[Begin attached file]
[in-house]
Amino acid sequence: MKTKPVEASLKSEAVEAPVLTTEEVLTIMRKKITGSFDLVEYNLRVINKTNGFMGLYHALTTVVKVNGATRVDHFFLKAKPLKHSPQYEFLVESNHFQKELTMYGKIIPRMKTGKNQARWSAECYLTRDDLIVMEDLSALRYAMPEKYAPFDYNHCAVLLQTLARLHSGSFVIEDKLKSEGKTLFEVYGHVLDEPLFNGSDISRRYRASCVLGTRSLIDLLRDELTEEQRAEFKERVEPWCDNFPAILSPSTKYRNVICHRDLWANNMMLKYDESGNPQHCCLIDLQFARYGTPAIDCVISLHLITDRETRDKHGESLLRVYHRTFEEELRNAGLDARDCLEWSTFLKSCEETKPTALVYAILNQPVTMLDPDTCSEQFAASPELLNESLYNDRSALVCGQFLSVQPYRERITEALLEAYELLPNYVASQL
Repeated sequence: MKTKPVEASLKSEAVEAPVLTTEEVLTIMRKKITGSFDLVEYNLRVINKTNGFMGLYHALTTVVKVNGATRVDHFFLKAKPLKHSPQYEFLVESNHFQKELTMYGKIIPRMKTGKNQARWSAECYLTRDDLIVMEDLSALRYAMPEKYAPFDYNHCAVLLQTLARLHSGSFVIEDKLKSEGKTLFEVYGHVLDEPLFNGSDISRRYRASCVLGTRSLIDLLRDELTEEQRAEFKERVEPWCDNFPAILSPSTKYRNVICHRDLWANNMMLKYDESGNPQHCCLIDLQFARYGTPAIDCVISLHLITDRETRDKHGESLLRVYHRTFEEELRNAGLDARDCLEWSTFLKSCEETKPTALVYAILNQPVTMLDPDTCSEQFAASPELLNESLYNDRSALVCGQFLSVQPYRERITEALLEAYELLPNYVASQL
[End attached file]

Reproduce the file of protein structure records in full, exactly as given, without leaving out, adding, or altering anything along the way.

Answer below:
[in-house]
Amino acid sequence: MKTKPVEASLKSEAVEAPVLTTEEVLTIMRKKITGSFDLVEYNLRVINKTNGFMGLYHALTTVVKVNGATRVDHFFLKAKPLKHSPQYEFLVESNHFQKELTMYGKIIPRMKTGKNQARWSAECYLTRDDLIVMEDLSALRYAMPEKYAPFDYNHCAVLLQTLARLHSGSFVIEDKLKSEGKTLFEVYGHVLDEPLFNGSDISRRYRASCVLGTRSLIDLLRDELTEEQRAEFKERVEPWCDNFPAILSPSTKYRNVICHRDLWANNMMLKYDESGNPQHCCLIDLQFARYGTPAIDCVISLHLITDRETRDKHGESLLRVYHRTFEEELRNAGLDARDCLEWSTFLKSCEETKPTALVYAILNQPVTMLDPDTCSEQFAASPELLNESLYNDRSALVCGQFLSVQPYRERITEALLEAYELLPNYVASQL
Repeated sequence: MKTKPVEASLKSEAVEAPVLTTEEVLTIMRKKITGSFDLVEYNLRVINKTNGFMGLYHALTTVVKVNGATRVDHFFLKAKPLKHSPQYEFLVESNHFQKELTMYGKIIPRMKTGKNQARWSAECYLTRDDLIVMEDLSALRYAMPEKYAPFDYNHCAVLLQTLARLHSGSFVIEDKLKSEGKTLFEVYGHVLDEPLFNGSDISRRYRASCVLGTRSLIDLLRDELTEEQRAEFKERVEPWCDNFPAILSPSTKYRNVICHRDLWANNMMLKYDESGNPQHCCLIDLQFARYGTPAIDCVISLHLITDRETRDKHGESLLRVYHRTFEEELRNAGLDARDCLEWSTFLKSCEETKPTALVYAILNQPVTMLDPDTCSEQFAASPELLNESLYNDRSALVCGQFLSVQPYRERITEALLEAYELLPNYVASQL